Watchlist: ‘Why some Native American Tribes do their best to avoid seeing an eclipse’

04.12.2024 Kamiah Koch Watchlist


By Kamiah Koch

Social media/digital journalist

Although many Tribal members and United Stated citizens flocked to catch a glimpse of the eclipse, Arkansas CBS-affiliated 5News reports some Tribes have cultural beliefs that encouraged their people to avoid seeing it.

Navajo Nation Tribal member Alaynna Littlefeather described her Tribe’s cultural practices during the solar eclipse as a time for mourning and rest. 

“An eclipse is essentially a disturbance or the death of the sun,” she said. “He is considered a father figure in Navajo Culture. He is the reason why we have everything: Our plants, our harvesting. We are essentially mourning his disappearance at this time so we are trying to be very dormant during our regular routine.”

Littlefeather said during the time before and after the eclipse she will rest, do no heavy lifting and consume little food and water.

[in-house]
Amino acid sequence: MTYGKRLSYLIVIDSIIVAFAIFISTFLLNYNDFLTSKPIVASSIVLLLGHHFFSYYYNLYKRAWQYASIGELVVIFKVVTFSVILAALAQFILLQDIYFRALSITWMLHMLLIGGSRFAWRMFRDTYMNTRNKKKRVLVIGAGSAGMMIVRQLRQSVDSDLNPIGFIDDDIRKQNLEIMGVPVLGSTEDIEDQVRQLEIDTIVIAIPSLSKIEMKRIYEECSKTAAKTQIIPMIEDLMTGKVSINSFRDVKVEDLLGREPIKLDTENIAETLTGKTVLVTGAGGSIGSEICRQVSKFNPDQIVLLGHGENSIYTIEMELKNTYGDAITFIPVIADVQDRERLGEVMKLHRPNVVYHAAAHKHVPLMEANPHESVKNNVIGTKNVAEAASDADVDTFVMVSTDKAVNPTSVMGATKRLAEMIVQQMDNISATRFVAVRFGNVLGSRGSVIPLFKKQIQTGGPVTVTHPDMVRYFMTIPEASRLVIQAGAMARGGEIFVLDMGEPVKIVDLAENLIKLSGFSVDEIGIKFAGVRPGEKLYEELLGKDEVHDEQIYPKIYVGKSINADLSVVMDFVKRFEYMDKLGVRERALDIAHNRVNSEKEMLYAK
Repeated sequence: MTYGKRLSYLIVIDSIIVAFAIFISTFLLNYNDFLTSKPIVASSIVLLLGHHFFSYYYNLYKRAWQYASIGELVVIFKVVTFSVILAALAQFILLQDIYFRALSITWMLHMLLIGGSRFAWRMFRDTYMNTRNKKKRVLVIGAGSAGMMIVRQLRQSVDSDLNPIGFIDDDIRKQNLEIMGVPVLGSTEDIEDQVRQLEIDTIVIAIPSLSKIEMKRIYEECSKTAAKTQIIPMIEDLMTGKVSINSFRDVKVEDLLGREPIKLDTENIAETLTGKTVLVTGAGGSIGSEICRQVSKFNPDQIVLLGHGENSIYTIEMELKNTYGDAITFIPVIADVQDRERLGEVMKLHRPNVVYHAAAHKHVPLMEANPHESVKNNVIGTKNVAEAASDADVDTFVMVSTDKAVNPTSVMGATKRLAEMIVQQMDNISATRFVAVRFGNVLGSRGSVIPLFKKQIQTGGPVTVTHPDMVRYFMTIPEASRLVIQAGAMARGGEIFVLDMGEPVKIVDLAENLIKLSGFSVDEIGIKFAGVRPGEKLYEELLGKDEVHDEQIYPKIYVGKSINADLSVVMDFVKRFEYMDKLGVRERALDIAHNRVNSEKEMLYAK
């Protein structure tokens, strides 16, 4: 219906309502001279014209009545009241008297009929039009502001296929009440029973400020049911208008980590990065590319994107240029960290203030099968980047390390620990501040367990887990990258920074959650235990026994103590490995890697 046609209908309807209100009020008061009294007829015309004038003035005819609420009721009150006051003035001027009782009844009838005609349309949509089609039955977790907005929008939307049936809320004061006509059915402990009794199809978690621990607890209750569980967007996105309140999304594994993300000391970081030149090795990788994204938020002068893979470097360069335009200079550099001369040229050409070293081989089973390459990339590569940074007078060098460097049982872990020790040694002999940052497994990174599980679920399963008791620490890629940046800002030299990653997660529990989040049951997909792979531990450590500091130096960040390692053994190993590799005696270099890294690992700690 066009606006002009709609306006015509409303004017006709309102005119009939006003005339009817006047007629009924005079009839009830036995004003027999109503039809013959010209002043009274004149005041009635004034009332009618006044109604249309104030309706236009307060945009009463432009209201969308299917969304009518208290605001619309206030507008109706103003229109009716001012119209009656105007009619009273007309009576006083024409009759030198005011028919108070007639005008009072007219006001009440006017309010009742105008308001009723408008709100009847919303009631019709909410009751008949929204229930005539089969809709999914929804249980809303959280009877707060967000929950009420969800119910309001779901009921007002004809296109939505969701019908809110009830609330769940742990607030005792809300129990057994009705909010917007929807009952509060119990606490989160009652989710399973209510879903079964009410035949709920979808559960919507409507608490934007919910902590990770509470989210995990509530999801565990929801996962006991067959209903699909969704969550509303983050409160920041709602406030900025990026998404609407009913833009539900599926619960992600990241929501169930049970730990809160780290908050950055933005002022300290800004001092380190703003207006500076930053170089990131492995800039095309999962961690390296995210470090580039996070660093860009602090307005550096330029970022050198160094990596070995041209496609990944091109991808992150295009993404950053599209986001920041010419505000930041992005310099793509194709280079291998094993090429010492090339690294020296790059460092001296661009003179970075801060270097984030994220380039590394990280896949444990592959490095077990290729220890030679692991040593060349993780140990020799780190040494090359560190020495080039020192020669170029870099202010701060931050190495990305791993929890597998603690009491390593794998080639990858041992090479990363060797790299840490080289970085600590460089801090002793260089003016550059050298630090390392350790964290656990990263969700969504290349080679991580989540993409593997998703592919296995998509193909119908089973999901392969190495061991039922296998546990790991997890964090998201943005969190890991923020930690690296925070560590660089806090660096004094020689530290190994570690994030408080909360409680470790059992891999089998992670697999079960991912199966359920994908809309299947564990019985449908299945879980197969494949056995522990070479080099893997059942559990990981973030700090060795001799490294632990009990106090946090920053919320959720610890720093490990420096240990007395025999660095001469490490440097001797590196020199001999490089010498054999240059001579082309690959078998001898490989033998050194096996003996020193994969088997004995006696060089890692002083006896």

“Growing up in a very close community with a lot of Navajos, everyone knows these rule so you don’t necessarily feel alone or isolated in these instances,” she said.

Things are different outside of her Tribal community.

During a last eclipse in 2017 she had to email her college professor to inform him she would not be attending class due to her cultural beliefs. She also had to refrain from seeing the eclipse herself, which left her a little disappointed. However, Littlefeather said she follows those traditions because they are there for a reason.

You can watch the rest of Littlefeather’s interview at or find in linked on the Smoke Signals YouTube page “Watchlist” playlist.